If you give a mom a task…

It occurred to me recently that being a mom—particularly a stay-at-home, work-from-home mom—often makes me feel like that rascally rodent from Laura Joffe Numeroff’s “If You Give A Mouse A Cookie”.

I take a break from writing to get myself a cup of coffee and use the bathroom, but before I can even attempt to empty my bladder I notice the cat litter is in need of some attention. So, of course, I scoop it, and then realize I’ve made a mess on the floor.

I open the closet to get the broom, and fume over the fact that whoever folded the sheets last time (probably me!) simply balled up all the fitted ones and stuffed them onto the shelf.  Once they’ve been properly sorted, I remember it’s been a week already and I shouldn’t have bothered folding all of them in the first place.

I race around the house, change all the beds, and return to the bathroom to throw the dirty sheets down the laundry chute—only to realize there’s still cat litter on the floor and I’m about to pee my pants. Oh, and the coffee shut off 45 minutes ago.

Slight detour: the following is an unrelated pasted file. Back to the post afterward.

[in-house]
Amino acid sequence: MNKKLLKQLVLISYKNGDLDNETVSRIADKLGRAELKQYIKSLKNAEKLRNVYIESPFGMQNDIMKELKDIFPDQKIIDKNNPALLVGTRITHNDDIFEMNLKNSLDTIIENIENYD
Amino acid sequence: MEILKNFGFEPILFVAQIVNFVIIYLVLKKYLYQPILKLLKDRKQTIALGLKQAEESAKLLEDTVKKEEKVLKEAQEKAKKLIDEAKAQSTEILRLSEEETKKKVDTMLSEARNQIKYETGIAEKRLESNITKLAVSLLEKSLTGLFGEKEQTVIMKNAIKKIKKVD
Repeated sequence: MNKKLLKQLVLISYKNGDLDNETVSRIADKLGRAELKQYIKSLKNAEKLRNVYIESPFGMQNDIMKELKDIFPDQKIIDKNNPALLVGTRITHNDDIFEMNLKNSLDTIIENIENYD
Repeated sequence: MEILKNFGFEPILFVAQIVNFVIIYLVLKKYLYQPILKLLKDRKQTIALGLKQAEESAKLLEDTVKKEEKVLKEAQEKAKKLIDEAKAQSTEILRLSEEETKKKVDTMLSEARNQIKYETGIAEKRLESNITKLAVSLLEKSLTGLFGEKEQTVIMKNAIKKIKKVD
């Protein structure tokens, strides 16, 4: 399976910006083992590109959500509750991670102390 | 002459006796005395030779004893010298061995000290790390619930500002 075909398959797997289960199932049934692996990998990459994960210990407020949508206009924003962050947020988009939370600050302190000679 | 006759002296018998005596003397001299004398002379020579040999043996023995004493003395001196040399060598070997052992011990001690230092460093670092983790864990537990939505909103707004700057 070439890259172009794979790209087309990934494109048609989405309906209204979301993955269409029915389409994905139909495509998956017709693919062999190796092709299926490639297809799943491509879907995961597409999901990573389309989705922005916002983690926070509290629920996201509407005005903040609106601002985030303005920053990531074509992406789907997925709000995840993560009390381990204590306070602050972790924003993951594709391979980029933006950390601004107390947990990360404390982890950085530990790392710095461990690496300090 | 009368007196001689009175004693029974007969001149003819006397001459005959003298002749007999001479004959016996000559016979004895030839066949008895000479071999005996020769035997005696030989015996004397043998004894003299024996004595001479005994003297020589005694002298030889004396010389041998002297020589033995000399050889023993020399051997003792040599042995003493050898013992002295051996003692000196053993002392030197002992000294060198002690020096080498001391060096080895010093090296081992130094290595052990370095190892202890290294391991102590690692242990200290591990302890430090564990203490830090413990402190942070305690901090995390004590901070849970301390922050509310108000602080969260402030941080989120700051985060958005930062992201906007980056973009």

On these days, I realize that being a mom—whether you’re also a writer, a nurse, or a Starbucks barista—means accepting more than a few frustrations as part of our everyday lives. We do the things that our kids and our partners don’t even know we do, but would certainly notice if we didn’t.

I also realize, when things get so hectic I want to scream and hop a red-eye to somewhere with palm trees, that it’s one of the best parts of being a mom (or any variation of primary caretaker).

I could choose to beat the people in my life over the head with all the tasks I complete in a day. Or, I could keep my little secret, and know that one day I’ll get a phone call.

I’m guessing it will be from my youngest, most docile child, but in my dreams it’s my oldest–the more, shall we say, challenging–one. His wife is away, and he’s been left with the kids, and he’s finally (finally!) figured out how lucky he was to have me.

Until then, I find my own ways to de-stress. I play video games on the Xbox while nobody is home. I listen to loud music while I clean, and sing at the top of my lungs. I take a glass of wine (that’s not quite as cheap as I made it out to be) into the bathtub and settle under a cloud of essential oil with a good novel (or a trashy magazine). And I try to write books that I hope will wind up in the tubs of all my comrades out there.  

Here’s hoping we all get that magical call one day.

<3 Erin Lynn